Metal squeegees also are commonly used. Their popularity has grown with the useof finer pitch components. They are made from stainless steel or brass in aflat blade configuration, and are used at a 30° to 45° print angle. Somesqueegees are coated with lubricating material. Because lower pressure is used,they do not scoop paste from apertures, and because they are metallic, they donot wear easily like rubber squeegees and hence do not need to be sharpened.They cost significantly more than rubber squeegees, and can cause stencil wear.
Using different squeegee types has ramifications in printed circuit assemblies(PCA) with both standard and fine-pitch components. The solder paste volumerequirement is very different for each component type. Fine-pitch componentsrequire much less solder volume than standard surface mount components. Padarea and thickness control solder paste volume.
Some engineers use dual-thickness stencil to apply the appropriate paste amountat fine-pitch and standard surface mount pads. This is the conventionalapproach and requires a rubber squeegee to force paste through the stencilholes. Other engineers take a different approach — they use a more expensivemetal squeegee that does not require frequent sharpening. It is easier toprevent variation in paste volume deposition with a metal squeegee, but thisapproach requires a modified stencil aperture design to prevent excess pastedeposition on fine-pitch pads. The approach has become more popular in theindustry, but rubber squeegees with dual-thickness printing have not vanished.
Important print quality variables include accuracy and smoothness of thestencil aperture sidewalls. Maintaining a proper aspect ratio between stencilwidth and thickness is important. The recommended aspect ratio (aperture widthdivided by stencil thickness) is 1.5. This is important for preventing stencilclogging. Generally, solder paste remains in the opening if the aspect ratio isless than 1.5. In addition to aspect ratio, it also is good to have an arearatio (area of pad divided by area of aperture walls) of greater than 0.66, asrecommended by IPC-7525, Stencil Design Guidelines. (This document can serve asa good starting point for stencil design.)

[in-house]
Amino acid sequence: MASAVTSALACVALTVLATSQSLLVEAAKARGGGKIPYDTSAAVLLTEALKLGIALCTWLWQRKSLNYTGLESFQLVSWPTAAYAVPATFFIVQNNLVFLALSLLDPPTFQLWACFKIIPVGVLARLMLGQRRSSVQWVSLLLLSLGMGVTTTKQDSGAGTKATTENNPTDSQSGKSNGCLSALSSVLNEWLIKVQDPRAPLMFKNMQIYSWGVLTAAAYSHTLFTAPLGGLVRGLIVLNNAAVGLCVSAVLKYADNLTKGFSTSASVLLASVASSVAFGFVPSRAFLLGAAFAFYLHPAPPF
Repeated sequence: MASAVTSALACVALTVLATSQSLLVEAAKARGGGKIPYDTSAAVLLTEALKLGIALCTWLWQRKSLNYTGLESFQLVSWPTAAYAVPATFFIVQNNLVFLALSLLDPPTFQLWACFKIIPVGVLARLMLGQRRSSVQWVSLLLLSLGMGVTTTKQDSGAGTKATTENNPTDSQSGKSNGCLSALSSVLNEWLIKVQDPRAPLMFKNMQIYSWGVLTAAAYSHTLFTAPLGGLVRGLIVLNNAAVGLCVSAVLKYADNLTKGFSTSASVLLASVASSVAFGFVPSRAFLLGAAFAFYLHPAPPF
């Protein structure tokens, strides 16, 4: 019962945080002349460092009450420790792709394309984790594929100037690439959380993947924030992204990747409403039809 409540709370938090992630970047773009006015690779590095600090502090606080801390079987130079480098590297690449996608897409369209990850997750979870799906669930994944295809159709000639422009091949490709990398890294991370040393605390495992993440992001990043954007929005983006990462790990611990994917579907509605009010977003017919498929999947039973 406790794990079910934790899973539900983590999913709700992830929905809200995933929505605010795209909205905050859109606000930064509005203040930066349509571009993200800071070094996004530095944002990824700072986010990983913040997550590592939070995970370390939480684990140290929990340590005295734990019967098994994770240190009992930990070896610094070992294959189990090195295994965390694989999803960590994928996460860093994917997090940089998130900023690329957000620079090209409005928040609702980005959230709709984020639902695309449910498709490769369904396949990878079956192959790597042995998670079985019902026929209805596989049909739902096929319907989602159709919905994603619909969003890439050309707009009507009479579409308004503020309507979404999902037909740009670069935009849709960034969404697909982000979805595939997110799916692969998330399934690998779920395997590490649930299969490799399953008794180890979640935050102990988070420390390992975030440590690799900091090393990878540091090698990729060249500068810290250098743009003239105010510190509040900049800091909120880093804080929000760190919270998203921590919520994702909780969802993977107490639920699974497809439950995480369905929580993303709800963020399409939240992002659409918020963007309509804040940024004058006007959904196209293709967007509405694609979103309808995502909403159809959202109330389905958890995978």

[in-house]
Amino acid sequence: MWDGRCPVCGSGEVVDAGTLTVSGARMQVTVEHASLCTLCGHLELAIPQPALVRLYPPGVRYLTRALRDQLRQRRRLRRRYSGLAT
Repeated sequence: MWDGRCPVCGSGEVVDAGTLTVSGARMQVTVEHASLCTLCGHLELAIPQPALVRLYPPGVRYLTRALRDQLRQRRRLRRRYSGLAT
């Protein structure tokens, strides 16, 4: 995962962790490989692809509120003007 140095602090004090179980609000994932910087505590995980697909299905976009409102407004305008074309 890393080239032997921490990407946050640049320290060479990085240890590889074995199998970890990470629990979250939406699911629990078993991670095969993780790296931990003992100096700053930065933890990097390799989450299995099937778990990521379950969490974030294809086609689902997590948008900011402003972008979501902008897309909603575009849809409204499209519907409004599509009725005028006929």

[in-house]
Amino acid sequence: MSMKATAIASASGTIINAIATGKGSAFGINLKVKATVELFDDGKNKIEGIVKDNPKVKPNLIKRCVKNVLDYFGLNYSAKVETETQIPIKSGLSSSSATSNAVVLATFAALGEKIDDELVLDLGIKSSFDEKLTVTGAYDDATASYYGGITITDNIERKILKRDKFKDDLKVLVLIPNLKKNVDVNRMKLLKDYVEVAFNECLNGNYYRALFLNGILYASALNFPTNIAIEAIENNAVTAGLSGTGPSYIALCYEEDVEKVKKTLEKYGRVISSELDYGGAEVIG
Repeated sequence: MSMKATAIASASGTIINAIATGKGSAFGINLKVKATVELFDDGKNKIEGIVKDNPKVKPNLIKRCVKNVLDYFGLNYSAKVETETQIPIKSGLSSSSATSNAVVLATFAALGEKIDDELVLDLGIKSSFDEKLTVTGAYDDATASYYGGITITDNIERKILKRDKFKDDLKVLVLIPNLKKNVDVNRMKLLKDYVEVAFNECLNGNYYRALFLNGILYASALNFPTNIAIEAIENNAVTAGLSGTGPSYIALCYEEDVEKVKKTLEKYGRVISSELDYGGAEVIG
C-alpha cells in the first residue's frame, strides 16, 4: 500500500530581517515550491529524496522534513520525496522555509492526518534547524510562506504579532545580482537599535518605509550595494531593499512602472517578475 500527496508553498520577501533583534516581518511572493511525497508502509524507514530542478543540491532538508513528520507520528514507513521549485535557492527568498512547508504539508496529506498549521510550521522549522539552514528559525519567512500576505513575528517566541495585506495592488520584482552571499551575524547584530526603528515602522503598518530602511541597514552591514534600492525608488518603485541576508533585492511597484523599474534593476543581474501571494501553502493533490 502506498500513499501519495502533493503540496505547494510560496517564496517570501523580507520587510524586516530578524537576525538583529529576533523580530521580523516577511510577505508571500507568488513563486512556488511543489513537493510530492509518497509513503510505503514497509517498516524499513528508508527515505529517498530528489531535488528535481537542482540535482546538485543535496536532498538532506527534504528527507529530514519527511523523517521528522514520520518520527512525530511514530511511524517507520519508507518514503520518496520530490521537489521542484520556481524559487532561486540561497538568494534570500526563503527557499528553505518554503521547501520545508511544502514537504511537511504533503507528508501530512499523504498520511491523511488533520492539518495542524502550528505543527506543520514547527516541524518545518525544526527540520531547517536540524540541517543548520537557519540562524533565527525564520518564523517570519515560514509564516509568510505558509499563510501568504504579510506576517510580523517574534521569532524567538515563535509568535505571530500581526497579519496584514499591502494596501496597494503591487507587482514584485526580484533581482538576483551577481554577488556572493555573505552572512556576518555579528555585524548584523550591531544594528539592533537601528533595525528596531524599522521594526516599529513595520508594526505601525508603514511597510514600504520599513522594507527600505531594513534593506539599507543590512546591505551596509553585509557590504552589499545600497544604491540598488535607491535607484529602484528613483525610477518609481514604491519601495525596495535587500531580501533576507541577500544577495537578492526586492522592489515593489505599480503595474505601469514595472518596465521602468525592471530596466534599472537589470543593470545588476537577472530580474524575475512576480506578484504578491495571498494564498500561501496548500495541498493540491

The process by which the aperture is made controls both the smoothness andaccuracy of aperture walls. There are three common processes for makingstencils: chemical etching, laser cutting and the additive process.
Chemically Etched Stencils
Metal mask and flexible metal mask stencils are etched by chemical milling fromboth sides using two positive images. During this process, etching proceeds notonly in the desired vertical direction but also laterally. This is calledundercutting — the openings are larger than desired, causing extra solderdeposit. Because 50/50 etching proceeds from both sides, it results in almost astraight wall tapering to a slight hourglass shape in the center.
Because electroetched stencil walls may not be smooth, electropolishing, amicroetching process, is one method for achieving a smooth wall. Another way toachieve smoother side walls in the aperture is nickel plating. A polished orsmooth surface is good for paste release but may cause the paste to skip acrossthe stencil surface rather than roll in front of the squeegee. This problem canbe avoided by selectively polishing the aperture walls without polishing thestencil surface. Nickel plating further improves smoothness and printingperformance. However, it does reduce aperture opening and requires artworkadjustment.